Then you should build this functionality into your backend, but allow for batches of users to have their external auth details revoked. The next time they attempt to login, they will be prompted to add a new password (after checking their e-mail for a verification link, of course). This means you can quickly deal with users who are authenticating against a provider who has (for example) blocked your service.

Of course, the other problem with implicitly trusting external auth at all is that if the auth server gets hacked and starts logging sessions, it could steal your users accounts. The only real way around this is to have a whitelist of providers. Again, this begets some trust. You can also allow users to link a different provider to their account, but you should be careful not to make this too confusing.

In the end, all the users who don’t have external auth available will be asked for a password. That is inherently problematic if you don’t want to store passwords. Zed Shaw’s Autho.me is a step in the right direction, although not ready for general use. But using bcrypt and SSL is the current best practice until we can come up with the best replacement.

Once more, it boils down to the trust problem. It’s really up to you whether you mind handing over some control of your registration/login flow to a third party. It’s not the best solution to the age-old problem of easy login, but I think it’s the best we have right now. In terms of sheer convenience — not having to create new passwords for everything for the user, not needing to store passwords for all users for the developer — it’s a no-brainer. But from a security point of view, you should take reasonable precautions, and when things go wrong you can deal with them quickly and effectively.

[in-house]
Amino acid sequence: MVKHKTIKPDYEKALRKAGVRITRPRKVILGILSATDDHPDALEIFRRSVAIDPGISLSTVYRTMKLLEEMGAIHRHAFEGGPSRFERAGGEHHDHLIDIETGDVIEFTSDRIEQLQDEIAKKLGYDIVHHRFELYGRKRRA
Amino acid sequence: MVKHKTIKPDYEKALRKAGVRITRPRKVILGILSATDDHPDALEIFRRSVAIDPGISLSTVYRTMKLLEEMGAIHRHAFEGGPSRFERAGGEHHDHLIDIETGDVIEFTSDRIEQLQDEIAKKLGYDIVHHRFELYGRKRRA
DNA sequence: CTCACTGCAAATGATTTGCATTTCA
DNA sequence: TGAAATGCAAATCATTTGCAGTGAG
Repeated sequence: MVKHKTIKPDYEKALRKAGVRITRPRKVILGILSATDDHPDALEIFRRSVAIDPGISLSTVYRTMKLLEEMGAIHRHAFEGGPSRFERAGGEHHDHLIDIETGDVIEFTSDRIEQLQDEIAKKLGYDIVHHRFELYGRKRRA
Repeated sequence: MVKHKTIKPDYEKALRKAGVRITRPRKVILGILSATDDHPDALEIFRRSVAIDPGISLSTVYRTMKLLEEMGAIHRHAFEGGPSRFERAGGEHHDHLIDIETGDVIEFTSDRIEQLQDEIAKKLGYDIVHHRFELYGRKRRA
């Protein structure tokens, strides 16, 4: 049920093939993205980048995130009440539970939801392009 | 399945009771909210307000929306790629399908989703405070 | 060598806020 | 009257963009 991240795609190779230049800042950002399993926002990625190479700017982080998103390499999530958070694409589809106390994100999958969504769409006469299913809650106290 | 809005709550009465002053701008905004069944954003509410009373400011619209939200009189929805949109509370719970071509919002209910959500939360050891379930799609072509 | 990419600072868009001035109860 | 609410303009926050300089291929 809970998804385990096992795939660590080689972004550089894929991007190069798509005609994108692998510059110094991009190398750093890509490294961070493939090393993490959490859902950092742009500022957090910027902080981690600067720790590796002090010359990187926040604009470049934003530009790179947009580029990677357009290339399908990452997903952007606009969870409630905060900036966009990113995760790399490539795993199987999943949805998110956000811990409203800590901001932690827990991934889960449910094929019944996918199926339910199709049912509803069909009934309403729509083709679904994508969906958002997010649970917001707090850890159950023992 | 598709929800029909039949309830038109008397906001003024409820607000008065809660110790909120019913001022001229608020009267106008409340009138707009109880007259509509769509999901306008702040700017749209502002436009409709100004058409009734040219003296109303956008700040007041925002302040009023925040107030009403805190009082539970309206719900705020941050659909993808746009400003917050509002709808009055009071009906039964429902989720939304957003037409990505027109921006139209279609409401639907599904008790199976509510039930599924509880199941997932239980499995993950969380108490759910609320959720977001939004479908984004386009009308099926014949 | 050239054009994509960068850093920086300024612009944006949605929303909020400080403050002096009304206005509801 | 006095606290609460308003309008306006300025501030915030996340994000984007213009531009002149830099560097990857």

How User Registration Should Work

I've been doing rather too much research into different authentication systems. They all suck.

  1. You have the basic username and password, which is nice and simple until you have a lot of websites clamouring for unique passwords. This means you will probably either use the same password everywhere, which is generally a bad idea if one of those sites gets their password database hacked, or a password manager, which suffers from the same problem.